One of the critical planning tools a closely held business plan should have is a buy-sell plan. A plan that addresses what happens to ownership of the company upon certain “triggering events,” such as the death, disability, or termination of an owner. A buy-sell plan is a common document for a closely held business, and these plans often contain the same design flaws.
- It provides for a fixed price. At its heart, a buy-sell plan frequently requires someone (an owner) to purchase the stock of someone else (another owner) upon a specific event (the owner’s death). Therefore, the agreement needs to establish the price and terms of the stock sale. Price can be established in one of three ways: (a) an agreement between the parties, (b) a formula, or (c) an independent third party appraisal. It is not uncommon for the business owners to agree between themselves on the value of the business and use that value in the buy-sell agreement. There is nothing inherently wrong with that strategy; if no one knows whether they will be the buyer or seller when a triggering event happens, both parties should negotiate a fair value. The problem comes when the owners fail to update their buy-sell plan and the so called “stipulated value” becomes stale over time. The solution is not to avoid a stipulated value; rather, it is to put a provision in the agreement that when the stipulation is too old (18 months is common), the business must be valued in an alternate fashion (such as by appraisal).
- It is inconsistent with the succession plan. I work with a second generation company that has done a very good job of bringing the third generation into the business. The new generation had to work elsewhere first, come in on the ground floor, and now are in a position to take the company to the next level. If you asked the second generation, upon a “triggering event,” they planned to bring in the third generation as owners. Indeed, most of the long term strategic planning was centered around making the third generation owners. All of that is awesome and well done. The problem? The buy-sell plan had the second generation owner-siblings buying each other’s stock. If things played out the way they actuarially should, the youngest second generation sibling would end up owning 100% of the stock. Another problem? A second generation sibling has children in the business, and one of the main ownership transition strategies of using family gifting does not work under the plan.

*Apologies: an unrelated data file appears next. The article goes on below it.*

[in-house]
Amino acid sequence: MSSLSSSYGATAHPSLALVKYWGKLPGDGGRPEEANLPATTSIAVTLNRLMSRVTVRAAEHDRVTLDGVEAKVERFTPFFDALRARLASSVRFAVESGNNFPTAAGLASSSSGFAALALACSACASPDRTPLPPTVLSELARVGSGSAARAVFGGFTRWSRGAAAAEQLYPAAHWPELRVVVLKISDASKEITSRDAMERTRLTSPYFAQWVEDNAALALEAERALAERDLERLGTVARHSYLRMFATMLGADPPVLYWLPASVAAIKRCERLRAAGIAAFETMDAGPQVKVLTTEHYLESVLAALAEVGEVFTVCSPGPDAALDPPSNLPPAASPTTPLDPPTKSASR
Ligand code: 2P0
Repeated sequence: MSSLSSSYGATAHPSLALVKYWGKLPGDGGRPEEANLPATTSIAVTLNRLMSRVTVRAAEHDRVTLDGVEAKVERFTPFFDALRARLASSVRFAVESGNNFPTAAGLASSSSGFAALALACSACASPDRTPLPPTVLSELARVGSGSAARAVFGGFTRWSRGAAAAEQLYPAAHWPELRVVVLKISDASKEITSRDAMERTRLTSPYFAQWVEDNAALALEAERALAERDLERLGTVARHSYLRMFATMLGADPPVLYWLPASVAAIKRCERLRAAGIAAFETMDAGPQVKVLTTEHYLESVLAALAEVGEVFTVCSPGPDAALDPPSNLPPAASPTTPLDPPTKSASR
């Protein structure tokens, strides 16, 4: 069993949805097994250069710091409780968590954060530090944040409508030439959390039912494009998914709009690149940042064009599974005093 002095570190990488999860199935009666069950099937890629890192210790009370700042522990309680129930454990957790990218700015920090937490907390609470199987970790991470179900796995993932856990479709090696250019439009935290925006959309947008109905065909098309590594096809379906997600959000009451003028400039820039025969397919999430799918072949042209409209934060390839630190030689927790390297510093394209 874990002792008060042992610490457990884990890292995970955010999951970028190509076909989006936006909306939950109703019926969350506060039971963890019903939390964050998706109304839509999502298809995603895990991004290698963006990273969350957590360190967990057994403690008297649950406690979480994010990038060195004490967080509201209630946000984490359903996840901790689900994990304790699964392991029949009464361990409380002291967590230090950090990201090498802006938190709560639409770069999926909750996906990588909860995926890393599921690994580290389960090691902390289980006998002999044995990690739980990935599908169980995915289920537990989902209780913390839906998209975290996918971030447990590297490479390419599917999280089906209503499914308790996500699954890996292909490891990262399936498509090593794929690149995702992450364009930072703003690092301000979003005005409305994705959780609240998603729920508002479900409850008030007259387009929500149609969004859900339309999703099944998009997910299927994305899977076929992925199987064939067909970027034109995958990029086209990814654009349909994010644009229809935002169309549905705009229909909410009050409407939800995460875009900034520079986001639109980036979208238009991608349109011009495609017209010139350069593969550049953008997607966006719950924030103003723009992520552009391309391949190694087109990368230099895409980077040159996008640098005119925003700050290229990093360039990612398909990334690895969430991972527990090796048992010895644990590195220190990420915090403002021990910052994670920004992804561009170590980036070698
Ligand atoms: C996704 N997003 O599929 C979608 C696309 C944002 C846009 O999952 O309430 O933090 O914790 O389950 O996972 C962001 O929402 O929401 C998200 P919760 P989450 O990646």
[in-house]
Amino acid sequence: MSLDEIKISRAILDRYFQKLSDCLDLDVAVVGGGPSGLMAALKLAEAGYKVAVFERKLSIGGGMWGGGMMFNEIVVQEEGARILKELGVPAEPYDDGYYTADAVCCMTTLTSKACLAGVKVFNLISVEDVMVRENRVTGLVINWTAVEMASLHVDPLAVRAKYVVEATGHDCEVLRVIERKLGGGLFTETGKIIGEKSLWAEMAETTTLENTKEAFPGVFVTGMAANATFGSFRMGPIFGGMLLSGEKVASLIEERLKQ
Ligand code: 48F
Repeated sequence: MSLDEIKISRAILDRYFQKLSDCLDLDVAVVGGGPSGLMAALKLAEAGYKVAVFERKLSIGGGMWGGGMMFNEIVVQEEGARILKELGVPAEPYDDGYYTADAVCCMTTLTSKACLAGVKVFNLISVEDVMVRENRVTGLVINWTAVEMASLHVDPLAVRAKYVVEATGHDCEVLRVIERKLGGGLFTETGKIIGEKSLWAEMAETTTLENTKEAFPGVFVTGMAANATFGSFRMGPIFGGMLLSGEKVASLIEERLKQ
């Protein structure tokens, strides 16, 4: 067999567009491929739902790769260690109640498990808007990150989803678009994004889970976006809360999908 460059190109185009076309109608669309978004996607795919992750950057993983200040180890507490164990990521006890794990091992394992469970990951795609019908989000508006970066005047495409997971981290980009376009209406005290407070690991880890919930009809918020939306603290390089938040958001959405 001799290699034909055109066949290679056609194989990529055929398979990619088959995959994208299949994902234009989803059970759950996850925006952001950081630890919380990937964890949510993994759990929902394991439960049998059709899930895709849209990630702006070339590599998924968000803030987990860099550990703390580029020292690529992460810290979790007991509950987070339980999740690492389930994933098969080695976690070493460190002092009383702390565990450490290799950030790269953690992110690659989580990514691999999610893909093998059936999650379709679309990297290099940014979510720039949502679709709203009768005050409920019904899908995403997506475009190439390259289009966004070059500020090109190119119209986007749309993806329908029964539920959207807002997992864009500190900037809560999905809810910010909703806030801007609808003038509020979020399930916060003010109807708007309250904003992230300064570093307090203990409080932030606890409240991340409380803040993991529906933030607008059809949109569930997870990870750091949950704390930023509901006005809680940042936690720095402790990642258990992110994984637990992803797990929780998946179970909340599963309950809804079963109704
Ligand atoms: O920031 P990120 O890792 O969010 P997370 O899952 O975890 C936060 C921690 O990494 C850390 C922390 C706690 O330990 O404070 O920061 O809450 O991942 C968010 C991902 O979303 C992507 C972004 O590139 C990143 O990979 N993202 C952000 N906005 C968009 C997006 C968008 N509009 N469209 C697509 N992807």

- It is not funded. Generally, the purchase terms of a buy-sell plan require the purchasing party to use cash or a promissory note to buy the equity. Consider a $5,000,000 business with two owners. If death is a triggering event, and one of the owners passes away, generally the other owner will not have $2,500,000 in cash lying around to purchase the deceased partner’s equity. So, under most buy-sell agreements, this purchase would have to be made with a large long-term promissory note.
But let’s take a quick look at that transaction post-death. Presuming both partners were critical to the business’s success, the business is likely to suffer some economic loss following the death of a partner. If that partner had a large role in revenue generation, the loss could be dramatic. The surviving partner will be in a situation where a weakened company needs to support his household income and service a sizeable promissory note. On the other hand, the financial future of the deceased partner’s family is dependent on a weakened company’s ability to service the note. Not to mention the fact that there will be little or no capital available to invest in company growth.
It is largely for this reason that I insist my clients fund their buy-sell plans with life insurance. A $2,500,000 life insurance policy gives the survivor exactly what he needs (cash to purchase the decedent’s equity), the decedent’s family what it needs (risk free cash), and the business what it needs (full access to all of its capital to weather the storm and grow). While life insurance is not free, at least it can be paid for while both partners are alive and the business is not in a post-death weakened condition.
So, for closely held business owners, first make sure you have a plan of ownership and leadership succession. Then make sure the buy-sell plan effectively implements the succession strategy, provides for a fair price at transition, and is appropriately funded.